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Nomination

CALIFORNIA | LOCAL
February 21, 2014 | By Tony Perry
SAN DIEGO -- The secretary of defense announced Friday that he would not reconsider the Medal of Honor nomination of a Marine from San Diego who was killed in Iraq. Secretary Chuck Hagel agreed with his two predecessors that the nomination of Sgt. Rafael Peralta does not meet the "proof beyond a reasonable doubt" standard required for the nation's highest award for combat bravery. Peralta, an immigrant from Mexico who enlisted the day he received his green card, was killed in November 2004 while Marines were clearing houses in Fallouja of barricaded insurgents.
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ENTERTAINMENT
February 20, 2014 | By Mikael Wood
Pharrell Williams looked wiped out. Late on a recent evening, the singer-rapper-producer was shuttling between two studios at a Melrose Avenue recording complex. In one he was working on music for this spring's "The Amazing Spider-Man 2," which he's scoring along with Hans Zimmer; in the other he was supervising final mixes for his upcoming solo album. Now Ryan Seacrest's people had arrived to shoot Williams' cameo in a video, set to his song "Happy," marking the 10th anniversary of the radio host's popular morning show.
ENTERTAINMENT
February 15, 2014 | By Kenneth Turan, Los Angeles Times Film Critic
The first months of the year are, by consensus, the bleakest of cinematic times. But not so much if, like me, you are a lover of documentaries, someone who revels in the pleasures of the nonfiction film. Proofs of the remarkable strength of documentaries in this day and age are manifold right around now. If you were fortunate enough to go to last month's Sundance, for instance, a prime nonfiction showcase that this year screened some 40 documentaries from around the world, you got a peek at the best of what 2014 will offer.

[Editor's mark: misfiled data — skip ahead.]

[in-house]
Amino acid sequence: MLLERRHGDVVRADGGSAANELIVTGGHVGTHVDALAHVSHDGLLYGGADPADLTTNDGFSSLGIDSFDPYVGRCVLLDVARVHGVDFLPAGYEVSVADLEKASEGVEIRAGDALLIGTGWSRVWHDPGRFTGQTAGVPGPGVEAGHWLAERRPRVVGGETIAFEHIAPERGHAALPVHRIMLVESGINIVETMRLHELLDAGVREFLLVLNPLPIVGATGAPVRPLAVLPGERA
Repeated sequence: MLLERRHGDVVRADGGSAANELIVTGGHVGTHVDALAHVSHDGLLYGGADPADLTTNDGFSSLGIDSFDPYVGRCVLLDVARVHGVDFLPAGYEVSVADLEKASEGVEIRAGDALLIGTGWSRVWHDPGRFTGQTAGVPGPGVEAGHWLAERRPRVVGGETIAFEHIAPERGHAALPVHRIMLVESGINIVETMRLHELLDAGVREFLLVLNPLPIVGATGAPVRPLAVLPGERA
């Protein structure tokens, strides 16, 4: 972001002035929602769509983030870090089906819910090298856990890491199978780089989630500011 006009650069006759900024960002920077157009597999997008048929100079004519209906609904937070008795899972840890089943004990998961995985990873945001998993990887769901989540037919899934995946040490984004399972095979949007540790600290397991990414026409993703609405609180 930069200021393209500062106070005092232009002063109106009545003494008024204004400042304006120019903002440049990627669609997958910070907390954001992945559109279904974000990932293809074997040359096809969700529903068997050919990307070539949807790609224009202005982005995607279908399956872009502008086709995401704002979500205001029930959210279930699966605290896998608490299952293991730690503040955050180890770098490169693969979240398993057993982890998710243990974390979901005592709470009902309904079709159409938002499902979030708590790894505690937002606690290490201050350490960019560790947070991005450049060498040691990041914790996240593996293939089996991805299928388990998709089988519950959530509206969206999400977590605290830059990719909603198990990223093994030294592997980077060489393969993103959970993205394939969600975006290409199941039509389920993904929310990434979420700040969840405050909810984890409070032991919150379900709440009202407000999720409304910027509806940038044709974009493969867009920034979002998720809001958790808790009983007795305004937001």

ENTERTAINMENT
February 14, 2014 | By Mike Boehm
Opting for arts-administration and fundraising credentials over star power, the White House announced Wednesday that President Obama will nominate Jane Chu, president and chief executive of the Kauffman Center for the Performing Arts in Kansas City, Mo., as the next chairman of the National Endowment for the Arts. Chu has led the Kauffman Center since 2006, when it was being planned. She oversaw a $414-million campaign to build the center, which opened in September 2011. Chu, who has spent most of her life in the Midwest and Texas, has had a much lower national profile than most nominees for the NEA chairmanship over the past 20 years.
ENTERTAINMENT
February 13, 2014 | By Randee Dawn
Pinning down the "best" scene of any Oscar-nominated performance is something of a Stygian nightmare for producers because - as they correctly protest - if an actor or actress has been nominated, they have far more than one great scene. But when ballots are being ticked off by academy voters later this month, most of them will have a single, crystallizing, moment held in their memory that helps them choose one performance over another. Here, then, are 10 of those great, possibly award-winning, moments: Christian Bale / "American Hustle" The setup: To avoid jail time, two low-level con artists are enlisted by an FBI agent to teach them how the business works … but the agent may be the one who ends up getting conned.